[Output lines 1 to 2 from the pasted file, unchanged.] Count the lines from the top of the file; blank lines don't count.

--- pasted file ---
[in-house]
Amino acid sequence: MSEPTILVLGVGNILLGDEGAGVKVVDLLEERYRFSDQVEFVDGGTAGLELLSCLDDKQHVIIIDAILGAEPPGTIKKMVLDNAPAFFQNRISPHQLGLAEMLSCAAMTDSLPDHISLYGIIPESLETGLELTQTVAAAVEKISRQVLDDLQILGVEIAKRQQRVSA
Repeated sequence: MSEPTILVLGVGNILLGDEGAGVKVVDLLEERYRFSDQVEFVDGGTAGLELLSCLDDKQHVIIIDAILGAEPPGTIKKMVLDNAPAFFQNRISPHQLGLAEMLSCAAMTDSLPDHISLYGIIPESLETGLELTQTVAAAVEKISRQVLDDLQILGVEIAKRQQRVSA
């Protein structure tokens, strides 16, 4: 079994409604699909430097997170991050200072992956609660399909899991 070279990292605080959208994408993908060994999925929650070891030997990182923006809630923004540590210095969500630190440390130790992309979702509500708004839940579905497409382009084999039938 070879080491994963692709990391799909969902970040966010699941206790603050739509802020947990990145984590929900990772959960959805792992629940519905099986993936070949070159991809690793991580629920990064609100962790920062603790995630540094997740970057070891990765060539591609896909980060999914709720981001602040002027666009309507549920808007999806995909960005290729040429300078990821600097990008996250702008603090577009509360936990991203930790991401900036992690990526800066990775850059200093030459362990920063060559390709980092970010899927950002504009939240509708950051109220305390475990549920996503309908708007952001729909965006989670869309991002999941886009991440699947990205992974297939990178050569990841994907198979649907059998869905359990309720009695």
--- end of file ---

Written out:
[in-house]
Amino acid sequence: MSEPTILVLGVGNILLGDEGAGVKVVDLLEERYRFSDQVEFVDGGTAGLELLSCLDDKQHVIIIDAILGAEPPGTIKKMVLDNAPAFFQNRISPHQLGLAEMLSCAAMTDSLPDHISLYGIIPESLETGLELTQTVAAAVEKISRQVLDDLQILGVEIAKRQQRVSA